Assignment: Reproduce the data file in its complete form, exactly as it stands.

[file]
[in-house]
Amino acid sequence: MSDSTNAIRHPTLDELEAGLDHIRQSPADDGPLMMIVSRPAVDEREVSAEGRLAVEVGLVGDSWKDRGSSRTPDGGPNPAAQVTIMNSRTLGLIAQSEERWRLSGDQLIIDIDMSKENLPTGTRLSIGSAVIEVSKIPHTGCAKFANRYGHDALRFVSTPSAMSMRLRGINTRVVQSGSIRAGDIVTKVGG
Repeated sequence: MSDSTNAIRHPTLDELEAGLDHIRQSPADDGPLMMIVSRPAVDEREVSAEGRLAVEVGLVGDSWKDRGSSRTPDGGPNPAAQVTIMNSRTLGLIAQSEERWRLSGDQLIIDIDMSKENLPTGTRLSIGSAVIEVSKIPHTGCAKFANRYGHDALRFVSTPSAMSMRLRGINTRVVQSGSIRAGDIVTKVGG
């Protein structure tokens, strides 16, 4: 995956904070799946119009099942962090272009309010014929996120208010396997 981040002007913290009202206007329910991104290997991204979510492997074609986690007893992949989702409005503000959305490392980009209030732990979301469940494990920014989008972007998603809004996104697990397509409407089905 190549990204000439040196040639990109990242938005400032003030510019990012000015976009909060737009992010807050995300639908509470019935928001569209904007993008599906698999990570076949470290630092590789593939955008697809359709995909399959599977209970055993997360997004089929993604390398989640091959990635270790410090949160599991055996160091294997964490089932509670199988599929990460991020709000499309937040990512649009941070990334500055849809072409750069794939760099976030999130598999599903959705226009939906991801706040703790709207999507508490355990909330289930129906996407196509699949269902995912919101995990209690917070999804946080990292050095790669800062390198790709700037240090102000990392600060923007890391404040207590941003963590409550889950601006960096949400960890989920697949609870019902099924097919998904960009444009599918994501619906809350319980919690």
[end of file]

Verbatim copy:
[in-house]
Amino acid sequence: MSDSTNAIRHPTLDELEAGLDHIRQSPADDGPLMMIVSRPAVDEREVSAEGRLAVEVGLVGDSWKDRGSSRTPDGGPNPAAQVTIMNSRTLGLIAQSEERWRLSGDQLIIDIDMSKENLPTGTRLSIGSAVIEVSKIPHTGCAKFANRYGHDALRFVSTPSAMSMRLRGINTRVVQSGSIRAGDIVTKVGG
Repeated sequence: MSDSTNAIRHPTLDELEAGLDHIRQSPADDGPLMMIVSRPAVDEREVSAEGRLAVEVGLVGDSWKDRGSSRTPDGGPNPAAQVTIMNSRTLGLIAQSEERWRLSGDQLIIDIDMSKENLPTGTRLSIGSAVIEVSKIPHTGCAKFANRYGHDALRFVSTPSAMSMRLRGINTRVVQSGSIRAGDIVTKVGG
């Protein structure tokens, strides 16, 4: 995956904070799946119009099942962090272009309010014929996120208010396997 981040002007913290009202206007329910991104290997991204979510492997074609986690007893992949989702409005503000959305490392980009209030732990979301469940494990920014989008972007998603809004996104697990397509409407089905 190549990204000439040196040639990109990242938005400032003030510019990012000015976009909060737009992010807050995300639908509470019935928001569209904007993008599906698999990570076949470290630092590789593939955008697809359709995909399959599977209970055993997360997004089929993604390398989640091959990635270790410090949160599991055996160091294997964490089932509670199988599929990460991020709000499309937040990512649009941070990334500055849809072409750069794939760099976030999130598999599903959705226009939906991801706040703790709207999507508490355990909330289930129906996407196509699949269902995912919101995990209690917070999804946080990292050095790669800062390198790709700037240090102000990392600060923007890391404040207590941003963590409550889950601006960096949400960890989920697949609870019902099924097919998904960009444009599918994501619906809350319980919690």